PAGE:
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President Trump's Relationship With The Media Gets Off To A Rocky Start

Jan 23, 2017
Originally published on January 23, 2017 5:56 am
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STEVE INSKEEP, HOST:

Let's talk about the new president and the media. President Trump and his advisers certainly are. And NPR media correspondent David Folkenflik is here to talk about it.

Hi, David.

DAVID FOLKENFLIK, BYLINE: Good morning, Steve.

INSKEEP: So how'd the new White House start off with the press corps?

FOLKENFLIK: What's rockier than rocky? Boulders? What do you want to say...

INSKEEP: Stony?

FOLKENFLIK: It was brutal. They decided, in the first full day of office, both the White House Press Secretary Sean Spicer and, for that matter, President Trump himself to come out swinging, to hit back at the press for coverage of the crowds at the inauguration, the comparisons with President Obama's first inauguration or with the march in Washington and other cities were odious, those comparisons and that Trump was being disrespected by what they claimed was dishonest coverage.

And by the way, relying on assertions in the Press Secretary Sean Spicer's account that were disprovable before he even uttered them - that is, a series of factual claims that were disproved by the nation's top media organizations, you know, within moments.

INSKEEP: And you can just look at the photos of the inaugural crowd size. It was a big crowd. There was a bigger crowd at the Obama inauguration and some other events, end of story. And it's a ridiculous discussion, as Chris Wallace of Fox News called it over the weekend.

FOLKENFLIK: End of story and it shouldn't be a story. It should be a sentence somewhere. Instead, this is what the president and his top aides really decided to make part of their rhetoric and refused to yield any ground. There was a single, perhaps, acknowledgment from Donald Trump's own Twitter account that dissent and protest is part of the American experience. But other than that, really a rejection of the idea that the press has the ability to cover things in a way different from what the administration would want.

Sean Spicer ended his very angry press briefing by saying, you know, we're going to hold you guys accountable, then didn't take questions. That's really a bravura performance if you want to indicate the degree of anger at what is seen as part of the workings of democracy.

INSKEEP: And the next morning, the presidential adviser Kellyanne Conway was on NBC's "Meet The Press." Chuck Todd, the host, asked why Sean Spicer, the press secretary, would utter, quote, "provable falsehoods," and Conway replied this way.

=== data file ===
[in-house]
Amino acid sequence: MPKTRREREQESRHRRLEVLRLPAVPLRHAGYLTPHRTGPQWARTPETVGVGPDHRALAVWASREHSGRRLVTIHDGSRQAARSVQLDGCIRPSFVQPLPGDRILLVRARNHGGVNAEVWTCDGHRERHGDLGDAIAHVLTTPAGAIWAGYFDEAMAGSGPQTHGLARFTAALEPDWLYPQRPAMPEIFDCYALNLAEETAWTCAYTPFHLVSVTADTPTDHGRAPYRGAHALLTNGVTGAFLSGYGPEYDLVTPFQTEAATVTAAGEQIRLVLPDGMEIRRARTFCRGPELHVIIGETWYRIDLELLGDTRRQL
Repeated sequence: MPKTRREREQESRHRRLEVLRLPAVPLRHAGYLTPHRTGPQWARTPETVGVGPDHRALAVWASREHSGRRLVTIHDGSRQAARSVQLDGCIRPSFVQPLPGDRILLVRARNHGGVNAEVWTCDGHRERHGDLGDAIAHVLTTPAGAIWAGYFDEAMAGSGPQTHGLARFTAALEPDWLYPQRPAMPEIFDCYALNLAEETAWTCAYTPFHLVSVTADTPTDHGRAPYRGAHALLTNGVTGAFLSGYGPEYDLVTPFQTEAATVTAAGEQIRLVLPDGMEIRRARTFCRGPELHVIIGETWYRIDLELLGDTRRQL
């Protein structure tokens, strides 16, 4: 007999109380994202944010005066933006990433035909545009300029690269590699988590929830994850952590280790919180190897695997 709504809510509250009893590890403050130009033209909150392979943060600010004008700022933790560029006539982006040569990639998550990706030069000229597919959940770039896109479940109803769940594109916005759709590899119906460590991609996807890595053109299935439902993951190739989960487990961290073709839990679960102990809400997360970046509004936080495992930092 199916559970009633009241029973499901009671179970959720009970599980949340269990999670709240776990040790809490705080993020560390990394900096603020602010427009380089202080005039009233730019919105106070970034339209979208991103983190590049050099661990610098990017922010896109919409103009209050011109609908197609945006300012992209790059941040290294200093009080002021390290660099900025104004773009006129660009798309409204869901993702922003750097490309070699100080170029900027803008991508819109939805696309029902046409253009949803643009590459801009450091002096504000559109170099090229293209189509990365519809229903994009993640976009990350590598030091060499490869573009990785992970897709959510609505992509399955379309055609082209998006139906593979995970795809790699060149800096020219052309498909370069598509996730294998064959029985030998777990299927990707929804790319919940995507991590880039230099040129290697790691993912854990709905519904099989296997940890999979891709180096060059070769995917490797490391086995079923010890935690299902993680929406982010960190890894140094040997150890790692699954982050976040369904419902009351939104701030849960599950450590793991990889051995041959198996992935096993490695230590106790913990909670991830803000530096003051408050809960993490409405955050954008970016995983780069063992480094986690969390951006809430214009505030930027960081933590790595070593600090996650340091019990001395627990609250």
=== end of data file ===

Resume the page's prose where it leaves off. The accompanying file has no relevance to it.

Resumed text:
(SOUNDBITE OF TV SHOW, "MEET THE PRESS")

KELLYANNE CONWAY: Chuck, I mean, if we're going to keep referring to our press secretary in those types of terms, I think we're going to have to rethink our relationship here.

INSKEEP: Rethink our relationship?

FOLKENFLIK: Right. So there's a rebuke that carries an implied threat - that the White House was already toying with the idea of moving reporters out of the White House for briefings and some lingering idea that they would bring in a lot of other nontraditional - perhaps more Trump-friendly - press. But also, she went on to say that Sean Spicer was offering alternative facts. He wasn't offering different facts that he thought would shed different kind of light on things. He was offering items of information that weren't true and were disprovable in many cases. And that's more of an alternative reality than alternative fact.

INSKEEP: Does this matter, David Folkenflik? There are far more serious things that this administration had promised to be doing at the very beginning of the administration, involving health care, security, ethics, trade, on and on.

FOLKENFLIK: On one hand, it is trivial, as a lot of people have said. I think the rhetoric matters because it's serving to undercut the role that the press plays, perhaps undercutting the media's credibility with at least the most loyal part of Mr. Trump's base should exposes come forward, investigations get launched by news organizations - the hope it'd undermine that.

I think also there's the question of what to believe. Little more than a decade ago, Scott McClellan had to resign as President George W. Bush's press secretary some months after it became clear he had misled reporters - unwittingly but nonetheless - about actions of senior White House officials.

And this really is chipping away at the credibility of senior White House officials from day one with the press. The question is whether or not Trump can maintain his credibility with more than his most ardent followers. A few - and his top aides are going to offer statements that are so immediately disprovable about matters minor, like this, or more consequential in the months ahead.

INSKEEP: That's NPR media correspondent David Folkenflik.

David, thanks.

FOLKENFLIK: You bet. Transcript provided by NPR, Copyright NPR.